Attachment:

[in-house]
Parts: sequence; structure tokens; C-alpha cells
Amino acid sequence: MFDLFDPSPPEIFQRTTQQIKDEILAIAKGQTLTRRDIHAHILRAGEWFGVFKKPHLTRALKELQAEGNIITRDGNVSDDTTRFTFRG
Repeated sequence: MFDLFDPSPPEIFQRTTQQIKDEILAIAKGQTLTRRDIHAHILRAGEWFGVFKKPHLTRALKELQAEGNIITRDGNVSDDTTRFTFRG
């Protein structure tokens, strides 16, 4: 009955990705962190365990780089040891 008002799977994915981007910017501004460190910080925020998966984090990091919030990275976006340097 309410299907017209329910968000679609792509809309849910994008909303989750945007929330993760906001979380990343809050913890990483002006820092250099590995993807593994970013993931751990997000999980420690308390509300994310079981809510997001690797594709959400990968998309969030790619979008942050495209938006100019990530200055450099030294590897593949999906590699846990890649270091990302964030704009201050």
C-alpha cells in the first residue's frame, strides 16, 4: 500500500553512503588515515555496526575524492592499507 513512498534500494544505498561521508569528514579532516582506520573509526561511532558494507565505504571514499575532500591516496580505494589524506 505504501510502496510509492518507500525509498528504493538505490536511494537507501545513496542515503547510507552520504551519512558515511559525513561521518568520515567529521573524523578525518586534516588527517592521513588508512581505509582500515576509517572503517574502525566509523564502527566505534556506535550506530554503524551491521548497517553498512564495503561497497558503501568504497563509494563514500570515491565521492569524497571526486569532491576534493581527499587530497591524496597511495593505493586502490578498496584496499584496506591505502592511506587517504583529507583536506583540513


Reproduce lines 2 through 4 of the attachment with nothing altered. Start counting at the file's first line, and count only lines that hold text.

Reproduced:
Parts: sequence; structure tokens; C-alpha cells
Amino acid sequence: MFDLFDPSPPEIFQRTTQQIKDEILAIAKGQTLTRRDIHAHILRAGEWFGVFKKPHLTRALKELQAEGNIITRDGNVSDDTTRFTFRG
Repeated sequence: MFDLFDPSPPEIFQRTTQQIKDEILAIAKGQTLTRRDIHAHILRAGEWFGVFKKPHLTRALKELQAEGNIITRDGNVSDDTTRFTFRG